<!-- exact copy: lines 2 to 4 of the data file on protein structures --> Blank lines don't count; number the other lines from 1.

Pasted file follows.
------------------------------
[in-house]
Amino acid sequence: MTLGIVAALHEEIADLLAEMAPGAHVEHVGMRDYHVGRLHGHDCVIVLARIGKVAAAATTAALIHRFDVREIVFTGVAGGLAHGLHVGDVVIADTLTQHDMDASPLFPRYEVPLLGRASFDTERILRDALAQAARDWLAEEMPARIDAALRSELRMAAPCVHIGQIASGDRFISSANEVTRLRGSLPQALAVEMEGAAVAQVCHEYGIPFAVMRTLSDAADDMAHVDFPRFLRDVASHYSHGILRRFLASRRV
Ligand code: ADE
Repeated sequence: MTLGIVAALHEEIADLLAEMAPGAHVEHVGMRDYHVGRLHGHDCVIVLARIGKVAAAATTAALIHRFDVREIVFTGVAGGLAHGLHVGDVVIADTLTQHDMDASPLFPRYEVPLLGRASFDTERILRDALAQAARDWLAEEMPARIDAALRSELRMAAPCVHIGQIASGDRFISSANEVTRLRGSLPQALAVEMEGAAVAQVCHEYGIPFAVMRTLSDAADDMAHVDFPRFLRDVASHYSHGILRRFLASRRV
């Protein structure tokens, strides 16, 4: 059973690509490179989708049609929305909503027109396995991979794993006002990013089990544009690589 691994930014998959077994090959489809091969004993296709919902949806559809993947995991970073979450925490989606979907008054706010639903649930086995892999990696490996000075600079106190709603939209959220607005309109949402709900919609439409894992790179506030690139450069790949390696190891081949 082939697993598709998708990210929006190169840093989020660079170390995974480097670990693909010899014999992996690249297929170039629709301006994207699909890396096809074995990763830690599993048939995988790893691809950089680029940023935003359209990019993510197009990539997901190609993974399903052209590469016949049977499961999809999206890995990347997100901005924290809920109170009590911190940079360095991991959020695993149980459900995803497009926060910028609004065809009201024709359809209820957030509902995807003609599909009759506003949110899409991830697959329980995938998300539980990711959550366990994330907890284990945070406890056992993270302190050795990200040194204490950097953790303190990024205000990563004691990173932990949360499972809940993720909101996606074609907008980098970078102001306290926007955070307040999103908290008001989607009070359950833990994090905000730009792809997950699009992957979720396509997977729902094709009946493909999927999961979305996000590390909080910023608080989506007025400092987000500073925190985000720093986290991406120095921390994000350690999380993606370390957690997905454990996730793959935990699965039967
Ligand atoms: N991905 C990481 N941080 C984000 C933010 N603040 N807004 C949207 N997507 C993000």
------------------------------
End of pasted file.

Amino acid sequence: MTLGIVAALHEEIADLLAEMAPGAHVEHVGMRDYHVGRLHGHDCVIVLARIGKVAAAATTAALIHRFDVREIVFTGVAGGLAHGLHVGDVVIADTLTQHDMDASPLFPRYEVPLLGRASFDTERILRDALAQAARDWLAEEMPARIDAALRSELRMAAPCVHIGQIASGDRFISSANEVTRLRGSLPQALAVEMEGAAVAQVCHEYGIPFAVMRTLSDAADDMAHVDFPRFLRDVASHYSHGILRRFLASRRV
Ligand code: ADE
Repeated sequence: MTLGIVAALHEEIADLLAEMAPGAHVEHVGMRDYHVGRLHGHDCVIVLARIGKVAAAATTAALIHRFDVREIVFTGVAGGLAHGLHVGDVVIADTLTQHDMDASPLFPRYEVPLLGRASFDTERILRDALAQAARDWLAEEMPARIDAALRSELRMAAPCVHIGQIASGDRFISSANEVTRLRGSLPQALAVEMEGAAVAQVCHEYGIPFAVMRTLSDAADDMAHVDFPRFLRDVASHYSHGILRRFLASRRV